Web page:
Arthur W. Pink- The Divine Covenants-Part Two-The Adamic Covenant

The very fact that we go on breaking the covenant of works and disobeying the law of God, shows our oneness with Adam under that covenant

Arthur PinkThe very fact that we go on breaking the covenant of works and disobeying the law of God, shows our oneness with Adam under that covenant. Let that fact be duly weighed by those who are inclined to be captious. Our complicity with Adam in his rebellion is evidenced every time we sin against God. Instead of challenging the justice which has charged to our account the guilt of the first human transgression, let us seek grace to repudiate Adam’s example, standing out in opposition to his insubordination by gladly taking upon us the easy yoke of God’s commandments. Finally, let it again be pointed out that if we were ruined by another, Christians are redeemed by Another. By the principle of representation we were lost, and by the same principle of representation—Christ transacting for us as our surety and sponsor—we are saved.

Arthur W. Pink- The Divine Covenants-Part Two-The Adamic Covenant

The federal constitution which was given to Adam, was of divine appointment

The simplest and most satisfactory way of reconciling with human reason the federal constitution which was given to Adam, is to recognize it was of divine appointment. God cannot do what is wrong. It must therefore have been right. The principle of representation is inseparable from the very constitution of human society. The father is the legal representative of his children during their minority, so that what he does binds his family. The political heads of a nation represent the people, so that their declarations of war or treaties of peace bind the whole commonwealth. This principle is so fundamental that it cannot be set aside: human affairs could not move nor society exist without it. Founded in man’s nature by the wisdom of God, we are compelled to recognize it; and being of His appointment we dare not call into question its rightness. If it was unjust for God to impute to us Adam’s guilt, it must equally have been so to impart to us his depravity; but seeing God has righteously done the latter, we must vindicate Him for doing the former.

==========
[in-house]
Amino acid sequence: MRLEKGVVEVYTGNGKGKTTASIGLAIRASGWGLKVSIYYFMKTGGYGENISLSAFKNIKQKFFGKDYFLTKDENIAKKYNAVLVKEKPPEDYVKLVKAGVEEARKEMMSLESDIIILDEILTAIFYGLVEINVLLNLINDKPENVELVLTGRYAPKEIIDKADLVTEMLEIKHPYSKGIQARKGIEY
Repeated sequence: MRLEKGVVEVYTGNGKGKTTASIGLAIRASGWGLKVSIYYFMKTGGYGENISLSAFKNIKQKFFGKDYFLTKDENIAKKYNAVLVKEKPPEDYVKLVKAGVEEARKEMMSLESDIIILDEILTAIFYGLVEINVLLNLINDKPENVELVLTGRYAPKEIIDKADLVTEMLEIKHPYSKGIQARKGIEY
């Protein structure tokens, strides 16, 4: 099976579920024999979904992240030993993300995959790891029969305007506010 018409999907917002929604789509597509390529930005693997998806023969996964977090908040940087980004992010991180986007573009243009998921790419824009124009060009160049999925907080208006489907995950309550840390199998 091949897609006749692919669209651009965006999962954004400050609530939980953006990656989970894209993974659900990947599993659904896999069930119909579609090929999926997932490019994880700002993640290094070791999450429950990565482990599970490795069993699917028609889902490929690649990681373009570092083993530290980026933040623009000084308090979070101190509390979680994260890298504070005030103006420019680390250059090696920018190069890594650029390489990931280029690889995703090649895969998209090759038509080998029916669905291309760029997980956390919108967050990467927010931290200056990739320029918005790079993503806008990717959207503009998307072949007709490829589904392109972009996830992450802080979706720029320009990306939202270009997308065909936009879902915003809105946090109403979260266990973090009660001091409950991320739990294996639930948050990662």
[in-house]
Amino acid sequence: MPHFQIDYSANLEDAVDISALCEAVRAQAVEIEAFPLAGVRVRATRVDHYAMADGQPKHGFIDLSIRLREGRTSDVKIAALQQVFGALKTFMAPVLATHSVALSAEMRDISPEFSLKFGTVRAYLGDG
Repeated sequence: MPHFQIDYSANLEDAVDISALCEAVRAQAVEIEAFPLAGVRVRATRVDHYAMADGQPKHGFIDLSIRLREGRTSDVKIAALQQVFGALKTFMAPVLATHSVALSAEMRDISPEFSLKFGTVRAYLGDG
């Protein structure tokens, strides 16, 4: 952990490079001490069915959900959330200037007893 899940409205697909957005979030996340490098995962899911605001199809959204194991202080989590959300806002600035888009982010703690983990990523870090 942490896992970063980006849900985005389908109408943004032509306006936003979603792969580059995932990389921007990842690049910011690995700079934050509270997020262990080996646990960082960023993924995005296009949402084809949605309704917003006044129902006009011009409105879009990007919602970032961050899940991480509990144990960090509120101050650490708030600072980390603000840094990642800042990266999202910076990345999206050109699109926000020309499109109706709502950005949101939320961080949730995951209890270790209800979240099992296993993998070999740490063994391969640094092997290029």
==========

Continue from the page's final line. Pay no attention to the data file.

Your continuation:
Arthur W. Pink- The Divine Covenants-Part Two-The Adamic Covenant

Of necessity the creature is subject to the Creator, and his loyalty and fealty must be put to the proof

Arthur PinkOf necessity the creature is subject to the Creator, and his loyalty and fealty must be put to the proof. In the nature of the case only two alternatives were possible: the human family must either be placed on probation in the person of a responsible and suitable head and representative, or each individual member must enter upon his probation for himself. Once again we quote the words of Bishop: The race must have either stood in a full-grown man, with a full-orbed intellect, or stood as babies, each entering his probation in the twilight of self-consciousness, each deciding his destiny before his eyes were half-opened to what it all meant. How much better would that have been? How much more just? But could it not have been some other way? There was no other way. It was either the baby or it was the perfect, well-equipped, all-calculating man—the man who saw and comprehended everything. That man was Adam.”

Arthur W. Pink- The Divine Covenants-Part Two-The Adamic Covenant

We do not mean the human race is now suffering for something in which they had no part

Arthur PinkIn saying that the guilt of Adam’s offense is imputed to all his posterity, we do not mean the human race is now suffering for something in which they had no part, that innocent creatures are being condemned for the act of another which cannot rightly be laid to their account. Let it be clearly understood that God punishes none for Adam’s personal sin, but only for his own sin in Adam. The whole human race had a federal standing in Adam. Not only was each of us seminally in his loins the day God created him, but each of us was legally represented by him when God instituted the covenant of works. Adam acted and transacted in that covenant not merely as a private being, but as a public person; not simply as a single individual, but as the surety and sponsor of his race. Nor is it lawful for us to call into question the meetness of that arrangement: all God’s works are perfect, all His ways are ordered by infinite wisdom and righteousness.

Arthur W. Pink- The Divine Covenants-Part Two-The Adamic Covenant